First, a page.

MVC Style parameter binding for WebAPI


I described earlier how WebAPI binds parameters. The entire parameter binding behavior is determined by the IActionValueBinder interface and can be swapped out. The default implementation is DefaultActionValueBinder.

Here’s another IActionValueBinder that provides MVC parameter binding semantics. This lets you do things that you can’t do in WebAPI’s default binder, specifically:

  1. ModelBinds everything, including the body. Assumes the body is FormUrl encoded
  2. This means you can do MVC scenarios where a complex type is bound with one field from the query string and one field from the form data in the body.
  3. Allows multiple parameters to be bound from the body.

 

Brief description of IActionValueBinder

Here’s what IActionValueBinder looks like:

    public interface IActionValueBinder
    {
        HttpActionBinding GetBinding(HttpActionDescriptor actionDescriptor);
    }

This is called to bind the parameters. It returns a  HttpActionBinding object, which is a 1:1 with an ActionDescriptor. It can be cached across requests. The interesting method on that binding object is:

    public virtual Task ExecuteBindingAsync(HttpActionContext actionContext, CancellationToken cancellationToken)

This will execute the bindings for all the parameters, and signal the task when completed. This will invoke model binding, formatters, or any other parameter binding technique. The parameters are added to the actionContext’s parameter dictionary.

You can hook IActionValueBinder to provide your own binding object, which can have full control over binding the parameters. This is a bigger hammer than adding formatters or custom model binders.

You can hook up an IActionValueBinder either through the service resolver of the HttpControllerConfiguration attribute on a controller.

Example usage:

Here’s a an example usage. Suppose you have this code on the server. This is using the HttpControllerConfiguration attribute, and so all of the actions on that controller will use the binder. However, since it’s per-controller, that means it can still peacefully coexist with other controllers on the server.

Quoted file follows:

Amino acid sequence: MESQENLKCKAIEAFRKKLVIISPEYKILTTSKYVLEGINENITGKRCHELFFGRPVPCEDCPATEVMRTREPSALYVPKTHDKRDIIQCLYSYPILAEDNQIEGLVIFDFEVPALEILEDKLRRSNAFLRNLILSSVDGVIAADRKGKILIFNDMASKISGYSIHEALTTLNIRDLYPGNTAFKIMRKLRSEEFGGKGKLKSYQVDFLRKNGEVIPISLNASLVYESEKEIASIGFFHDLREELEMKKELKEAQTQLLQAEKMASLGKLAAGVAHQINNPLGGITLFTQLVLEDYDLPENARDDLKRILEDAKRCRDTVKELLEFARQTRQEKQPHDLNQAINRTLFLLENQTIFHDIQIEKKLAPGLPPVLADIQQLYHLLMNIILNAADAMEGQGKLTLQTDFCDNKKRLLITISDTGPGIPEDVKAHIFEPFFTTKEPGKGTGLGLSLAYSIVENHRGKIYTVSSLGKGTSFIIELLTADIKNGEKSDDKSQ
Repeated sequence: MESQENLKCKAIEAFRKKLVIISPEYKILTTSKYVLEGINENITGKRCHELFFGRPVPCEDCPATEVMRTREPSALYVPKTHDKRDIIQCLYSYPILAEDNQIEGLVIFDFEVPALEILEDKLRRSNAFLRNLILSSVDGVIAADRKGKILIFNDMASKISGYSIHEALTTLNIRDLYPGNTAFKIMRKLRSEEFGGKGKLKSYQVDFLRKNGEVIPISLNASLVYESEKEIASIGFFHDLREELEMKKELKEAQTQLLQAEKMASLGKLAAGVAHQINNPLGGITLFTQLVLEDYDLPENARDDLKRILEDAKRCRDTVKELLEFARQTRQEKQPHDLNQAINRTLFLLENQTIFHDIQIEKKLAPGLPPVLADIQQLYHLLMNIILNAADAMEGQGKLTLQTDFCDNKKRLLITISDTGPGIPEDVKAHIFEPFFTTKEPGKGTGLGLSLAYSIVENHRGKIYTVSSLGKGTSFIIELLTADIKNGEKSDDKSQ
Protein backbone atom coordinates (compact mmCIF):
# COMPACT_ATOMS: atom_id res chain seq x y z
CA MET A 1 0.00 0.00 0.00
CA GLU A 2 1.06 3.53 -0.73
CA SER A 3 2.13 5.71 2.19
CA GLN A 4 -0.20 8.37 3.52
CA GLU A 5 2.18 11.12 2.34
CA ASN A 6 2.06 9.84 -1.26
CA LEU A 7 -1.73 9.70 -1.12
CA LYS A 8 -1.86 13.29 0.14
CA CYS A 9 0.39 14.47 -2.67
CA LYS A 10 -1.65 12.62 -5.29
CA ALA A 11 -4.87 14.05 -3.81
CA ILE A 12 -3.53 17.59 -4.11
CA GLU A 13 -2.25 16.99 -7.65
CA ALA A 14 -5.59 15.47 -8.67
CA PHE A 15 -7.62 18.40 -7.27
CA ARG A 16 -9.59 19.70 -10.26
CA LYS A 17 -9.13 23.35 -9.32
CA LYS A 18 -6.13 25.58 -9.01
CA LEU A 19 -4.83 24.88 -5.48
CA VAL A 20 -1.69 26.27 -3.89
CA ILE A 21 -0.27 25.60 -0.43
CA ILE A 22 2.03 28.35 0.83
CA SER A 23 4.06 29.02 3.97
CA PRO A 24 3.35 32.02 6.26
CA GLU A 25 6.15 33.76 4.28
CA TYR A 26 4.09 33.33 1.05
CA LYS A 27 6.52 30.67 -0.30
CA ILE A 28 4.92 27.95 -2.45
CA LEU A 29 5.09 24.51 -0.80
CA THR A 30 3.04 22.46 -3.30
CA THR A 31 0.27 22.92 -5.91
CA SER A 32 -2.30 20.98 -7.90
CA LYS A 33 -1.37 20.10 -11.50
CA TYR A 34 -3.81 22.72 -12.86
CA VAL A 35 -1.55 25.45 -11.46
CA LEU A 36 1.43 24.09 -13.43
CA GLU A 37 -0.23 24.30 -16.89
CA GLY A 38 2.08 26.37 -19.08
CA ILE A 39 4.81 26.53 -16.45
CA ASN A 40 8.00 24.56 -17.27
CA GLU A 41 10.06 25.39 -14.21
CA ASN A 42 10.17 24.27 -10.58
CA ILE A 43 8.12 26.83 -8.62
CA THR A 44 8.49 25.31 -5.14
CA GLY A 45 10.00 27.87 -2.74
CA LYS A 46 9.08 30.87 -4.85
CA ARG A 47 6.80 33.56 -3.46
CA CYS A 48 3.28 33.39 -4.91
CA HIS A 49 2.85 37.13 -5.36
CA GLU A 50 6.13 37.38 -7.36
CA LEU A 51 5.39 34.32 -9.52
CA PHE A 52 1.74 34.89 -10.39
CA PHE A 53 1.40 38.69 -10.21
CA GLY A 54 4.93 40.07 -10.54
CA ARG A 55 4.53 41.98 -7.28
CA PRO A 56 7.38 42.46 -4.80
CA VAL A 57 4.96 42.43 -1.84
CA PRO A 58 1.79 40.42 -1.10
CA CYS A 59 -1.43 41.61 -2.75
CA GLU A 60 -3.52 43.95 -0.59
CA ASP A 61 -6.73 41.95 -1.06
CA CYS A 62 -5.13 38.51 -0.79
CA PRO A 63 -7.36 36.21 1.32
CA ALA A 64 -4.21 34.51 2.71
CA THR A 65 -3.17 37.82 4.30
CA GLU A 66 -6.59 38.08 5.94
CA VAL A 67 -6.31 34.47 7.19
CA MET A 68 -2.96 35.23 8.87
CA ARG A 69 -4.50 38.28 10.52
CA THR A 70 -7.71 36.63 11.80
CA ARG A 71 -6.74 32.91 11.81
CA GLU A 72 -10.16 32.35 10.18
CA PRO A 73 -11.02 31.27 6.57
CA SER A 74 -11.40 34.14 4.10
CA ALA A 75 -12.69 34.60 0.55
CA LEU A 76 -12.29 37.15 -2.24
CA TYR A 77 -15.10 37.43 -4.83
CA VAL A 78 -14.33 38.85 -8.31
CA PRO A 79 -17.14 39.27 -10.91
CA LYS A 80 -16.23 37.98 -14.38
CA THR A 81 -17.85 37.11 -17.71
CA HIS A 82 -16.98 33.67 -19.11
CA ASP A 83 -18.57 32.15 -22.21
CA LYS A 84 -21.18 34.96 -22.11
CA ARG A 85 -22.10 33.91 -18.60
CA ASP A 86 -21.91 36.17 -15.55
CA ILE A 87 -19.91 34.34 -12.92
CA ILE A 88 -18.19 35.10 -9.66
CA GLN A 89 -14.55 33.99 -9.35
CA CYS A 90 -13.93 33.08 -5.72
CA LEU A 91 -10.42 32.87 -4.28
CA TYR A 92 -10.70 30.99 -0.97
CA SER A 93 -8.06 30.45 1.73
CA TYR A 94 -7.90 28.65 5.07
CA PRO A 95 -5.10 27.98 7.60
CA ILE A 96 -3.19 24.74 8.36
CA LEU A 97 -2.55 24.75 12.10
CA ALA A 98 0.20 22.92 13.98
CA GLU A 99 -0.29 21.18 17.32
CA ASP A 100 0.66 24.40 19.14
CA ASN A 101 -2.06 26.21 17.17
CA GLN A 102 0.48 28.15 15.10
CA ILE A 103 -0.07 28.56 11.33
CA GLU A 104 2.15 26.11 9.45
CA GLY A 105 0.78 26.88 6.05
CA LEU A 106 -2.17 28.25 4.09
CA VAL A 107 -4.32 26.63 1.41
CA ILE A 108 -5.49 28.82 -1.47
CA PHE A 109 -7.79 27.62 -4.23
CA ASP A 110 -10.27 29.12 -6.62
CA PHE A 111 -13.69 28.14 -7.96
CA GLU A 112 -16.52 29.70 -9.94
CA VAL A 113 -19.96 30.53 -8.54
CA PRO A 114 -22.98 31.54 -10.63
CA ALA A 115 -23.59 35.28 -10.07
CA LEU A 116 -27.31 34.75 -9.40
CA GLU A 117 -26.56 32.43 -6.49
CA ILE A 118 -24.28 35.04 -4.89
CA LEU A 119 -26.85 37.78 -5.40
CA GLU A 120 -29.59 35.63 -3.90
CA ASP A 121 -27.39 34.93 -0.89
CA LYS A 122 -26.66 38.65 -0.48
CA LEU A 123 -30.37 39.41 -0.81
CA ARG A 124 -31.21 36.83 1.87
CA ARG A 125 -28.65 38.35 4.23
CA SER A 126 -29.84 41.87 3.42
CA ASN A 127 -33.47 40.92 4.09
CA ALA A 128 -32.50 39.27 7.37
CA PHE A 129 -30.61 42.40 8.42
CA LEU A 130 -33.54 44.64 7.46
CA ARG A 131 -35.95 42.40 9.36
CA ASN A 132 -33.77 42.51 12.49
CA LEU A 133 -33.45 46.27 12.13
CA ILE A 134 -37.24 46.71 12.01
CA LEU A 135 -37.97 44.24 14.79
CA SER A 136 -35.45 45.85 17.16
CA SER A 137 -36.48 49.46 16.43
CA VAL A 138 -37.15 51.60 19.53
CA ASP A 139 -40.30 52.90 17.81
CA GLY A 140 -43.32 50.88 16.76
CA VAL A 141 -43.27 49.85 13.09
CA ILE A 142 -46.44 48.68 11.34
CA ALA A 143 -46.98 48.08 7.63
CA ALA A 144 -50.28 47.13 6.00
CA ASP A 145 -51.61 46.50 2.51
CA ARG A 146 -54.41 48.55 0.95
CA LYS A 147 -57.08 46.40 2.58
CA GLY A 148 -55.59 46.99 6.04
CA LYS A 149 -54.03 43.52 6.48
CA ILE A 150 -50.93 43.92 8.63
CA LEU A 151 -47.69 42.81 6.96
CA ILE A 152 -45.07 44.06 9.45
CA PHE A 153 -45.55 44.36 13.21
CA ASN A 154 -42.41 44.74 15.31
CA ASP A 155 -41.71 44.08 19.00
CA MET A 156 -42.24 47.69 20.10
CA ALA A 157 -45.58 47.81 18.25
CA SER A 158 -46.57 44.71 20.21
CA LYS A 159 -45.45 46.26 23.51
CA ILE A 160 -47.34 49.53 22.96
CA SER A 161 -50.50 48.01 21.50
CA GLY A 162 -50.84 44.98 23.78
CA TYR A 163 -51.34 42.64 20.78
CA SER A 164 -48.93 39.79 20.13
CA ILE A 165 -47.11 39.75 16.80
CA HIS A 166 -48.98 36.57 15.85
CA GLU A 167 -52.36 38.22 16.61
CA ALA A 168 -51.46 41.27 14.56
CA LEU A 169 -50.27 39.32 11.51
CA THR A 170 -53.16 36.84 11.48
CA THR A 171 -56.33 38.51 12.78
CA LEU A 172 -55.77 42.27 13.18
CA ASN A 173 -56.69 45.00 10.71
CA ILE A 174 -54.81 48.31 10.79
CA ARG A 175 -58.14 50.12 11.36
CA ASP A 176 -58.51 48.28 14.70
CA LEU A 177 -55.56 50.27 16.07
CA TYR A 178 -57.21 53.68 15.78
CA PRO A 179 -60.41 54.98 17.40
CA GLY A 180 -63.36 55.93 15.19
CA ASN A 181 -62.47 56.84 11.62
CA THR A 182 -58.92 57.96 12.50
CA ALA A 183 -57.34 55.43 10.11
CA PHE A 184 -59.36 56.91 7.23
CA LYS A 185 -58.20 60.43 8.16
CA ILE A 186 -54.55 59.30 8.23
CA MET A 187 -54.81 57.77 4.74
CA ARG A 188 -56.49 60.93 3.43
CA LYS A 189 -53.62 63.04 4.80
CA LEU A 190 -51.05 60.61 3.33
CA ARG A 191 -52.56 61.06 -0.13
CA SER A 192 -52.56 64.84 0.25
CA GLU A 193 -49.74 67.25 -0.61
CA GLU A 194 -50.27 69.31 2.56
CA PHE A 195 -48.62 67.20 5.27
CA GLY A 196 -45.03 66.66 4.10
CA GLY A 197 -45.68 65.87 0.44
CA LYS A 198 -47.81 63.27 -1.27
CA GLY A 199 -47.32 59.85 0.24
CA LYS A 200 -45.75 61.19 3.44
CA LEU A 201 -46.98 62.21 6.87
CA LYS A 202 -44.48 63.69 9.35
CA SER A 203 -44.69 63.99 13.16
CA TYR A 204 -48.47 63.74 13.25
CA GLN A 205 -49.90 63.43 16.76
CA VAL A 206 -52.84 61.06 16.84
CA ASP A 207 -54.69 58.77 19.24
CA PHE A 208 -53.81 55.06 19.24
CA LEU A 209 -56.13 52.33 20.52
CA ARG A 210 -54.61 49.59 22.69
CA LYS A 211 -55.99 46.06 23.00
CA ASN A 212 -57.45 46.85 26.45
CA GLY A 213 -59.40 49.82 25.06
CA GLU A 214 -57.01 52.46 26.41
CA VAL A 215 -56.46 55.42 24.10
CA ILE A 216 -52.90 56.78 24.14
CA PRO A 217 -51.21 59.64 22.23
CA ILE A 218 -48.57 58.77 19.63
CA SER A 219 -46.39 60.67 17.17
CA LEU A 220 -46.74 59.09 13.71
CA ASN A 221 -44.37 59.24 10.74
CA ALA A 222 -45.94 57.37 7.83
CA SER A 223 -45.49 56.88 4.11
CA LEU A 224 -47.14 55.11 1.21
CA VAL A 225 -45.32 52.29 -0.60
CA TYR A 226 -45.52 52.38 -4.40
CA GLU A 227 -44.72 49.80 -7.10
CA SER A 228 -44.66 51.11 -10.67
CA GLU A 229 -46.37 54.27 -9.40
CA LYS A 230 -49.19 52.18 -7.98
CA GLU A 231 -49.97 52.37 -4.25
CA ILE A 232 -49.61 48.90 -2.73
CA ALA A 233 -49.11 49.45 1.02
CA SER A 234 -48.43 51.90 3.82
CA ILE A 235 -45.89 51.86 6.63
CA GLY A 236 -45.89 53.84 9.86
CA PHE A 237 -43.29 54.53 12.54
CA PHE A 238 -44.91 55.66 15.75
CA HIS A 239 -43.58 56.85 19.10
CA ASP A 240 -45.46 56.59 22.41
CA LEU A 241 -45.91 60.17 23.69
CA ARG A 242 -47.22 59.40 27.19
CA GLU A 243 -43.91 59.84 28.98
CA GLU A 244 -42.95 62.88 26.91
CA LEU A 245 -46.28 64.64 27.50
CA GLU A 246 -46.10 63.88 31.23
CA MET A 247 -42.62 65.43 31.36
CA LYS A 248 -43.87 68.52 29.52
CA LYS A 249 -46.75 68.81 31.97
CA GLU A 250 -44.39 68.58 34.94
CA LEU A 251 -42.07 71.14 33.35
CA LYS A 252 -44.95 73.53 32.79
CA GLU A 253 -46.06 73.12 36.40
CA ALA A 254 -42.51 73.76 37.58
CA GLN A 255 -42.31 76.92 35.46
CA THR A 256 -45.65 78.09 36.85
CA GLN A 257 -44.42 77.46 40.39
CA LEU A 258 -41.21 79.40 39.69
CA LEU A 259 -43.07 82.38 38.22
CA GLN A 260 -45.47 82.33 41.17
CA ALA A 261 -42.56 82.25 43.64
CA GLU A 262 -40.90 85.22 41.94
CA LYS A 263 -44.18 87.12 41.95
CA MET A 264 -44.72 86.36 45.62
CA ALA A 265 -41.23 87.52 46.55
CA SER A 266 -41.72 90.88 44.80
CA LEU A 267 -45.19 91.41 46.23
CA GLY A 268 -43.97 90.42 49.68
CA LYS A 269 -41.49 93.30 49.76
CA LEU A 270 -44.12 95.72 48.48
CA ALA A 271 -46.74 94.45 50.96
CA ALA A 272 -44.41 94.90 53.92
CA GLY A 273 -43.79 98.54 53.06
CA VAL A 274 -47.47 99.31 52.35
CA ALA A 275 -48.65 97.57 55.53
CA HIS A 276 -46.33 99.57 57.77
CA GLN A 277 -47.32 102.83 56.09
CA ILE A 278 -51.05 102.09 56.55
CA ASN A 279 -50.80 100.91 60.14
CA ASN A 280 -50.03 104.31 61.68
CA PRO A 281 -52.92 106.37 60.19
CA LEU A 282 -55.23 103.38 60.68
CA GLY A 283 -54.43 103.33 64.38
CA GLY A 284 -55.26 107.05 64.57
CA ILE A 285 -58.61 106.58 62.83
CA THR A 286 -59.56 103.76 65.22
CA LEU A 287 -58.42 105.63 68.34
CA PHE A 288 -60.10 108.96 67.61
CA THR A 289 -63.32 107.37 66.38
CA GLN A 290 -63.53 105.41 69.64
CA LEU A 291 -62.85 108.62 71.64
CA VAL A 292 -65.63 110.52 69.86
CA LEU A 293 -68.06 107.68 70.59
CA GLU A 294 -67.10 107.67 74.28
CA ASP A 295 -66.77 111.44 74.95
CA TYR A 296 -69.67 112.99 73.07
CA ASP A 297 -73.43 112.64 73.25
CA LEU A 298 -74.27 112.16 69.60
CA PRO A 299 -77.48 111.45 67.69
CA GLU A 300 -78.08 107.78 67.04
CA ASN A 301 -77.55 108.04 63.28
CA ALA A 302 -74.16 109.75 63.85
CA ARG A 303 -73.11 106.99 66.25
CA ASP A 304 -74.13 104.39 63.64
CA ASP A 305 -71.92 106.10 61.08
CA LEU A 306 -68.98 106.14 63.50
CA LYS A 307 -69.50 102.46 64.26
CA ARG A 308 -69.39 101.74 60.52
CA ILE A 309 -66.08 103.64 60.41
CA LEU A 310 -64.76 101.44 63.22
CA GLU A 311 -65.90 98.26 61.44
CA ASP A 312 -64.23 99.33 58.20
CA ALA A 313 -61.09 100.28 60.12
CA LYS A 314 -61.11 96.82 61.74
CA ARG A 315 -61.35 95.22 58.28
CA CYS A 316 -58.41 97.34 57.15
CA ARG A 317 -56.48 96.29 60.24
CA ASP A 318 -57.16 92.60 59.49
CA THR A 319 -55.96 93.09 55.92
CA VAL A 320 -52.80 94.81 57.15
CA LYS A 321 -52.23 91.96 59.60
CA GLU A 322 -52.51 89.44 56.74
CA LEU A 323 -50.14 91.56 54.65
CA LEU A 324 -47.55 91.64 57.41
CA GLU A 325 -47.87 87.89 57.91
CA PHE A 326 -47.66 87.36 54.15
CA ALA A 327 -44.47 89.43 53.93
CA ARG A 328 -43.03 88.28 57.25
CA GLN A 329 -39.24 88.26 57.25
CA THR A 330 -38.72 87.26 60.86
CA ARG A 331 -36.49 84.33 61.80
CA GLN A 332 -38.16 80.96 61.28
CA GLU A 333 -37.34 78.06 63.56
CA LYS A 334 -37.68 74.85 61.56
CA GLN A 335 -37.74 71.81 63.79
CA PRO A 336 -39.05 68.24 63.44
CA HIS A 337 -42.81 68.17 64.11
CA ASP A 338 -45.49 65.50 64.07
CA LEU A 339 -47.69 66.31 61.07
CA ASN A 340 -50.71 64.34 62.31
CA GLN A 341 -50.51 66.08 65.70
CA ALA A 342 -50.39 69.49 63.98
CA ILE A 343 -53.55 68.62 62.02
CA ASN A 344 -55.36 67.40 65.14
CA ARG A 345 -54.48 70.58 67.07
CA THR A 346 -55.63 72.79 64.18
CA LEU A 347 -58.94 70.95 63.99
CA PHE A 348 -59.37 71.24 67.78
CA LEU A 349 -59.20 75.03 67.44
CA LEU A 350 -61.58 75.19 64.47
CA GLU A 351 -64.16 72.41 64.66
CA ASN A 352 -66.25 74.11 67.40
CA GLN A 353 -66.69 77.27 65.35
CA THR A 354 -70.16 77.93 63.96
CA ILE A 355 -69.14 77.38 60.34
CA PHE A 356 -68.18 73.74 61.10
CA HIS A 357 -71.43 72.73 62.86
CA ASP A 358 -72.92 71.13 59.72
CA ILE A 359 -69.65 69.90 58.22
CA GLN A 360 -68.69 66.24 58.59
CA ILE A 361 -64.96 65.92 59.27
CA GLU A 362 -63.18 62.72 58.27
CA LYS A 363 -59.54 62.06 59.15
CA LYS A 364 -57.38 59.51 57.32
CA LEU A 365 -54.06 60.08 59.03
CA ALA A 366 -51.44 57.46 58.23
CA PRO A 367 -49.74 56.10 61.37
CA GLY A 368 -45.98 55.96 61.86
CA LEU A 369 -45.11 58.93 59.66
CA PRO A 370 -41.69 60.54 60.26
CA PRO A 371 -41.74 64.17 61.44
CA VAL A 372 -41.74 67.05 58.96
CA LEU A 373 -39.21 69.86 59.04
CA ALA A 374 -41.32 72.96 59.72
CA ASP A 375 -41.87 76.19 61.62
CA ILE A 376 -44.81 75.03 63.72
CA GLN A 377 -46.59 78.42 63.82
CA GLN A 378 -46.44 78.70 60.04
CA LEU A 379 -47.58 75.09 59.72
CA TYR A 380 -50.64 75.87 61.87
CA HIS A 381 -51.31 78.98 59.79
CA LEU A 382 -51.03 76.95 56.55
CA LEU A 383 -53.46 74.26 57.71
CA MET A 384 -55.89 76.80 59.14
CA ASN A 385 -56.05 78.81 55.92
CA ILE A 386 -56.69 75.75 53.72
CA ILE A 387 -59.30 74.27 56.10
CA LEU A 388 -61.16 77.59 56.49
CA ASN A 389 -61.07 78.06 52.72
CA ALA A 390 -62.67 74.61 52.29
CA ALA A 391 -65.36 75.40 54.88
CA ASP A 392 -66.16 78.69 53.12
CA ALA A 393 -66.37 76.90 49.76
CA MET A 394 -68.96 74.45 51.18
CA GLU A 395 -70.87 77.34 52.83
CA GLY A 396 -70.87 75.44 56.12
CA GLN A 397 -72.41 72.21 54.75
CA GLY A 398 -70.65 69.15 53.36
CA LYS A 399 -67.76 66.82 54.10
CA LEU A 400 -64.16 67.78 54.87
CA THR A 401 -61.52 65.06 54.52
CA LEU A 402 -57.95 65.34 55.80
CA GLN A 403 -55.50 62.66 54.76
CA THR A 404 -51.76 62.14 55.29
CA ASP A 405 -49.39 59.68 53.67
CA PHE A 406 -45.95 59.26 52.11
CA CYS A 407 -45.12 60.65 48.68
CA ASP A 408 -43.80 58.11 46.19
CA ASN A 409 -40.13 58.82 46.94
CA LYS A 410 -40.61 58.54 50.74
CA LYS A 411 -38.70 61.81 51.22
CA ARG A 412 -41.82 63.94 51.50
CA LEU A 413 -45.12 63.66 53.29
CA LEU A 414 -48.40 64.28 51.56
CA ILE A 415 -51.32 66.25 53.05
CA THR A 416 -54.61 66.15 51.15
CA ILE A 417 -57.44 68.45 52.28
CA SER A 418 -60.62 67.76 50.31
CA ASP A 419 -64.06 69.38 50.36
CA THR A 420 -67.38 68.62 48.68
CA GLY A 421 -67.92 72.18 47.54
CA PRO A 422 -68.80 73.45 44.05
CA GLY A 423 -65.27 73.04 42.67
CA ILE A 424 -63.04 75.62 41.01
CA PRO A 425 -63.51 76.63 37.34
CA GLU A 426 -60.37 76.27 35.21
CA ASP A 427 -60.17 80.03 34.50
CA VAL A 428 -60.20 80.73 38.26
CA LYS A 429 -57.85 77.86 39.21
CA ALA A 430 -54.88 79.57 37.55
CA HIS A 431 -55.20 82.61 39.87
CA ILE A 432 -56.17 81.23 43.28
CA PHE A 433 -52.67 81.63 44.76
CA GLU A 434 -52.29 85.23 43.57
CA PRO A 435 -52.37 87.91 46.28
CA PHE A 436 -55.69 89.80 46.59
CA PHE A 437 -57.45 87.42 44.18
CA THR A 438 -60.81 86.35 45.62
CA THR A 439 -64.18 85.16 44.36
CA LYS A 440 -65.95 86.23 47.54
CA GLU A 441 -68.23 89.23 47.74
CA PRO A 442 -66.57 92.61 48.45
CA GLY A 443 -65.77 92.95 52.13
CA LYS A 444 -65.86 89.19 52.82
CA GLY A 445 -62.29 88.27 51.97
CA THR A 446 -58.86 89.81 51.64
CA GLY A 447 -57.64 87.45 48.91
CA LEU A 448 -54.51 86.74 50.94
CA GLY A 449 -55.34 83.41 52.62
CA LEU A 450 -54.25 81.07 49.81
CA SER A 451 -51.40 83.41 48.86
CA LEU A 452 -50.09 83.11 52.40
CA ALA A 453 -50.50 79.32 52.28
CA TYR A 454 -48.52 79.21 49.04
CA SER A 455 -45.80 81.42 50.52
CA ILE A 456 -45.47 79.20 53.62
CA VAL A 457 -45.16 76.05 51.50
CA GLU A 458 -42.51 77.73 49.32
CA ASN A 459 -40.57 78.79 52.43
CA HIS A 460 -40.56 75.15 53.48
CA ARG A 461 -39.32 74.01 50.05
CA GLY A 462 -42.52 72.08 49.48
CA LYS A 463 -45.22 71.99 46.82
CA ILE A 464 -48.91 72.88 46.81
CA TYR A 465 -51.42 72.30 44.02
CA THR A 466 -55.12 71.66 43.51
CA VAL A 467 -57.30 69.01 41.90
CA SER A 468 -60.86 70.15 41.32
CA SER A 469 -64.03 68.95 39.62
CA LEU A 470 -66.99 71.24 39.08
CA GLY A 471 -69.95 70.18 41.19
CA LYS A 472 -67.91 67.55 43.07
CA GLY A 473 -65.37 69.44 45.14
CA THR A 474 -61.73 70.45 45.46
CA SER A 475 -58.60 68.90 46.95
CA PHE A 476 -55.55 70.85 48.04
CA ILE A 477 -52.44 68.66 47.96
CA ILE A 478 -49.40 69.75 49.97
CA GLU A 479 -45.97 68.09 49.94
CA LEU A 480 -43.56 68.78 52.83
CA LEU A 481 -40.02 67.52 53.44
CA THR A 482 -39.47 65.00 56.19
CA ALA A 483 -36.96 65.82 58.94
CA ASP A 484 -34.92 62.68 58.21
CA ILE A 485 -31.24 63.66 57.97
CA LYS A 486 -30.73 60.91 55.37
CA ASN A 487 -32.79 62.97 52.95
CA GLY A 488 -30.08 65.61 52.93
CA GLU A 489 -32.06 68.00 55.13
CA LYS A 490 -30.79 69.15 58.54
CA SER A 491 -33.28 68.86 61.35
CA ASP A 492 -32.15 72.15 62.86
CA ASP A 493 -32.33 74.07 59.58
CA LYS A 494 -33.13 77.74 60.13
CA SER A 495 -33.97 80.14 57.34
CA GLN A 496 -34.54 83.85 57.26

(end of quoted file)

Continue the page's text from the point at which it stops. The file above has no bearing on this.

public class Customer
    {
        public string name { get; set; }
        public int age { get; set; }
    }

    [HttpControllerConfiguration(ActionValueBinder=typeof(MvcActionValueBinder))]
    public class MvcController : ApiController
    {
        [HttpGet]
        public void Combined(Customer item)
        {
        }
    }

And then here’s the client code to call that same action 3 times, showing the fields coming from different places.

        static void TestMvcController()
        {
            HttpConfiguration config = new HttpConfiguration();
            config.Routes.MapHttpRoute("Default", "{controller}/{action}", new { controller = "Home" });

            HttpServer server = new HttpServer(config);
            HttpClient client = new HttpClient(server);

            // Call the same action. Action has parameter with 2 fields. 

            // Get one field from URI, the other field from body
            {
                HttpRequestMessage request = new HttpRequestMessage
                {
                    Method = HttpMethod.Get,
                    RequestUri = new Uri("http://localhost:8080/Mvc/Combined?age=10"),
                    Content = FormUrlContent("name=Fred")
                };

                var response = client.SendAsync(request).Result;
            }

            // Get both fields from the body
            {
                HttpRequestMessage request = new HttpRequestMessage
                {
                    Method = HttpMethod.Get,
                    RequestUri = new Uri("http://localhost:8080/Mvc/Combined"),
                    Content = FormUrlContent("name=Fred&age=11")
                };

                var response = client.SendAsync(request).Result;
            }

            // Get both fields from the URI
            {
                var response = client.GetAsync("http://localhost:8080/Mvc/Combined?name=Bob&age=20").Result;
            }
        }
        static HttpContent FormUrlContent(string content)
        {
            return new StringContent(content, Encoding.UTF8, "application/x-www-form-urlencoded");
        }

 

The MvcActionValueBinder:

Here’s the actual code for the binder. Under 100 lines.  (Disclaimer: this requires the latest sources. I verified against this change. I had to fix an issue that allowed ValueProviderFactory.GetValueProvider to return null).

Notice that it reads the body once per request, creates a per-request ValueProvider around the form data, and stashes that in request-local-storage so that all of the parameters share the same value provider. This sharing is essential because the body can only be read once.

// Example of MVC-style action value binder.
using System;
using System.Collections.Generic;
using System.Collections.Specialized;
using System.Globalization;
using System.Linq;
using System.Net.Http;
using System.Net.Http.Formatting;
using System.Threading;
using System.Threading.Tasks;
using System.Web.Http;